How I Began in Music Horacio Reflects on World Music Day
Despite everything happening in the world, there’s a lot of good to look forward to in my life. My wife and I are going to have a new baby girl in October. My son who passed away wanted to name his first kid Green, so we’re naming our daughter Green in memory of him. Lately, I’ve been reflecting on the experiences that Green will have; I look forward to getting to teach her guitar because of what music has added to my life. World Music Day, celebrated on June 21, is a day in France where citizens go out into the streets and play music for their friends and neighbors. I did the same thing in Paraguay as a kid, and I still think sharing music is one of the best experiences you can have. Music has a powerful presence in our lives — I like to think that it’s there for us through our most challenging and happiest moments. In my last newsletter, I talked about my band, Loose Change, but I didn’t explain my whole journey through music and how that’s affected my practice today. In Paraguay, when I was 8 years old, my mother was a music teacher and decided she’d teach me nylon acoustic guitar, or Spanish guitar. I learned a lot of Spanish folk songs from her and kept up the practice as I became a teenager. Serenades are very popular in Latin America. We’d go play songs outside — often at midnight — and wait for whomever we were serenading to wake up. Often their parents will wake them up and they will come outside to watch us for a little bit as we play their songs. I have really fond memories of that and all of the camping and bonfire nights I spent with friends back then, playing guitar with them all. Spanish folk songs and a bit of jazz were mostly what I knew at first. When I was 30 and moved to the States, I decided that I’d expand. I started electric guitar lessons and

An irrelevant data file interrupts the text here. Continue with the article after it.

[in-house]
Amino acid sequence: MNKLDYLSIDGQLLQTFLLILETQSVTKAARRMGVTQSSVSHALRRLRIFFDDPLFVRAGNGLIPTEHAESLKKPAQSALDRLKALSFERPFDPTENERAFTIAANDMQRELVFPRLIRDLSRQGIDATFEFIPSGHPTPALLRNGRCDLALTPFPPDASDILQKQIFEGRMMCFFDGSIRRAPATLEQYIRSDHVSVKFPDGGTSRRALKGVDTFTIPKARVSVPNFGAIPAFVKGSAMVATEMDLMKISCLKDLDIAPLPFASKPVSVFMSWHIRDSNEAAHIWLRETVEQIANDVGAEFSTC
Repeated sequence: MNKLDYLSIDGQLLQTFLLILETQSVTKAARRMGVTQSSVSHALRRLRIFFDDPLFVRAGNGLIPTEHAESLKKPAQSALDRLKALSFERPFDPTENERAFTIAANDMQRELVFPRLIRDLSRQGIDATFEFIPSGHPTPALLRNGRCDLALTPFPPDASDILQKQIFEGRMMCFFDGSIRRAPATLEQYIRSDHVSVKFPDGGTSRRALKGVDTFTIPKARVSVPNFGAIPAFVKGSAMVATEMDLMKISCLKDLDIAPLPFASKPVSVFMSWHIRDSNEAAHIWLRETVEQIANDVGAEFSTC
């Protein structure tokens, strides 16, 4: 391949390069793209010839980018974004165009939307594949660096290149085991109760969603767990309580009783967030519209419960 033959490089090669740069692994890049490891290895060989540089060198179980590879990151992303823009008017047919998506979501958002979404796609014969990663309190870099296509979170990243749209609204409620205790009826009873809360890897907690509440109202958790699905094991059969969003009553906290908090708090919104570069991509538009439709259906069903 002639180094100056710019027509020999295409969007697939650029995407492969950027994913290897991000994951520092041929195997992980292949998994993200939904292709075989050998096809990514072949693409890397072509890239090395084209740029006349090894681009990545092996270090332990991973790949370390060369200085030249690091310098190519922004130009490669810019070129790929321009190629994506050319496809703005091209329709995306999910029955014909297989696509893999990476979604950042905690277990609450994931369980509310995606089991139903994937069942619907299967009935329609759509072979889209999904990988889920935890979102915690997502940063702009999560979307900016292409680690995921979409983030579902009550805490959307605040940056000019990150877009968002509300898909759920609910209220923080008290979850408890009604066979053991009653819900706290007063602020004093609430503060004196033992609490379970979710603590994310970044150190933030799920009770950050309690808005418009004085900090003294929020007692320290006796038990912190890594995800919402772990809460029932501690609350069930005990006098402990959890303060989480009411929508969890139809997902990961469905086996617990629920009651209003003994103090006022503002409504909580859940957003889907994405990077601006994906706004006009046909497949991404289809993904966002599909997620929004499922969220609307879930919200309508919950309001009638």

learned blues and classic rock, alternative rock, and songs like that. I felt like I was picking up almost everything and enjoying all of it. Learning music can be a very freeing feeling, even if it requires time and dedication. I started getting more instruction fromYouTube videos, in addition to in-person lessons. There are so many ways to learn online these days, and that’s how I acquired many of my current guitar techniques. Then, a few years ago, I joined a school known as School of Rock. We joined ensembles and each of us played an instrument. Of course, I played guitar in the bands. Then, after a few months of rehearsing, we’d play in a venue, like a bar. I met all of my bandmates through this program over the years. We decided we wanted to practice and perform more regularly together and formed our band, Loose Change. We call it Loose Change because our band has many members, so we each take turns on the instruments, rotating after a few songs; I
may perform on guitar for a few songs before another guitarist steps in, and I return later in the set. We switch often enough that Loose Change made sense to us! I’ve seen my practice benefit in unexpected ways from music. Sometimes I’ll bring it up and clients will be surprised or share their own fascinating experiences with music. Maybe it’s an easy conversation starter because we tend to associate music with changes and growth in our lives. There are certain songs that always bring me back to my days near the bonfire with my friends and certain songs that remind me of my wife. Whether through tragedy or triumph, I’m glad the music I listen to and play is going to be here for Green, too. I hope you get to celebrate music with a little playing or listening this month.
Enjoy your June, friends.
www.SosaLegal.com | 1 –Horacio So sa
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